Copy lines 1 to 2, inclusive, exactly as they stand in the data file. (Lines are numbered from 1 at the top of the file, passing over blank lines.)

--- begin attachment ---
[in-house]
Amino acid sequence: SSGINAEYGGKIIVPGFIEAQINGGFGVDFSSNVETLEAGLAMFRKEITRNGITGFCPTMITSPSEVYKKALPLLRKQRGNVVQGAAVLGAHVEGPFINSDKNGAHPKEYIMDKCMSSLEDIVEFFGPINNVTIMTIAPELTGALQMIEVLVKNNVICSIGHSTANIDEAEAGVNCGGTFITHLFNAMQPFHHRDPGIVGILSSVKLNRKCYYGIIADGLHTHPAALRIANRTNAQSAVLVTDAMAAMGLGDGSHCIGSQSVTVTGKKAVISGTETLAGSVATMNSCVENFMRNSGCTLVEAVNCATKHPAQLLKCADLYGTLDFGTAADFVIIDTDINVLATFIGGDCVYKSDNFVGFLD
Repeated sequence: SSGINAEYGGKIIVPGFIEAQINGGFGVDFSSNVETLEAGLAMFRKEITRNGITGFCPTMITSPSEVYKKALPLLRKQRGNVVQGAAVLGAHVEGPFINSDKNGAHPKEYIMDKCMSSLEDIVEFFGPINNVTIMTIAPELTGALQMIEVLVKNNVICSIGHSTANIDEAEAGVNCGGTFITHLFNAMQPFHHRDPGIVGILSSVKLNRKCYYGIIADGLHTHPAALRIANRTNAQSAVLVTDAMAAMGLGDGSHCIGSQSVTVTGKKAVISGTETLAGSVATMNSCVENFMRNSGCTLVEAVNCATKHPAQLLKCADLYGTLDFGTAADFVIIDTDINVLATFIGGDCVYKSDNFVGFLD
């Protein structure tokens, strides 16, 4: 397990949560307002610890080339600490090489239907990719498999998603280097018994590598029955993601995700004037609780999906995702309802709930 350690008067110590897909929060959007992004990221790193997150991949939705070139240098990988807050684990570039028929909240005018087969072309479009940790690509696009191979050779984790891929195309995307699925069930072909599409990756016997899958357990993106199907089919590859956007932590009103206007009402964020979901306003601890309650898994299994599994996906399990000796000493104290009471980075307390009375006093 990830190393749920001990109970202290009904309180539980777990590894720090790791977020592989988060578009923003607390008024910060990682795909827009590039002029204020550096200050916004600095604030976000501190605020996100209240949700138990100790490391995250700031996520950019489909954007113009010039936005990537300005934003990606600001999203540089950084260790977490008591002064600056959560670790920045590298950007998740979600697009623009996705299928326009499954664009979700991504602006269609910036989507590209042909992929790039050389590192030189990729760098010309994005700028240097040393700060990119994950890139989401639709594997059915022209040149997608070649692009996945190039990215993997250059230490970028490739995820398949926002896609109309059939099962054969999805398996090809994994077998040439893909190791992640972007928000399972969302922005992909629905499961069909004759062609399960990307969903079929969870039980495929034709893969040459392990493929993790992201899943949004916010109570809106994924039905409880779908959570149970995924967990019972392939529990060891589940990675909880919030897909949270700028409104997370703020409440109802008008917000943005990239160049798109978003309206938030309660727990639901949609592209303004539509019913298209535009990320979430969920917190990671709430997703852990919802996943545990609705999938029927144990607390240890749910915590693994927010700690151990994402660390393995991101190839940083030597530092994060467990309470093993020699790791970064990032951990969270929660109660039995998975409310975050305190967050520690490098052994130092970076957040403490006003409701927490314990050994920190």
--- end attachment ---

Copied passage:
[in-house]
Amino acid sequence: SSGINAEYGGKIIVPGFIEAQINGGFGVDFSSNVETLEAGLAMFRKEITRNGITGFCPTMITSPSEVYKKALPLLRKQRGNVVQGAAVLGAHVEGPFINSDKNGAHPKEYIMDKCMSSLEDIVEFFGPINNVTIMTIAPELTGALQMIEVLVKNNVICSIGHSTANIDEAEAGVNCGGTFITHLFNAMQPFHHRDPGIVGILSSVKLNRKCYYGIIADGLHTHPAALRIANRTNAQSAVLVTDAMAAMGLGDGSHCIGSQSVTVTGKKAVISGTETLAGSVATMNSCVENFMRNSGCTLVEAVNCATKHPAQLLKCADLYGTLDFGTAADFVIIDTDINVLATFIGGDCVYKSDNFVGFLD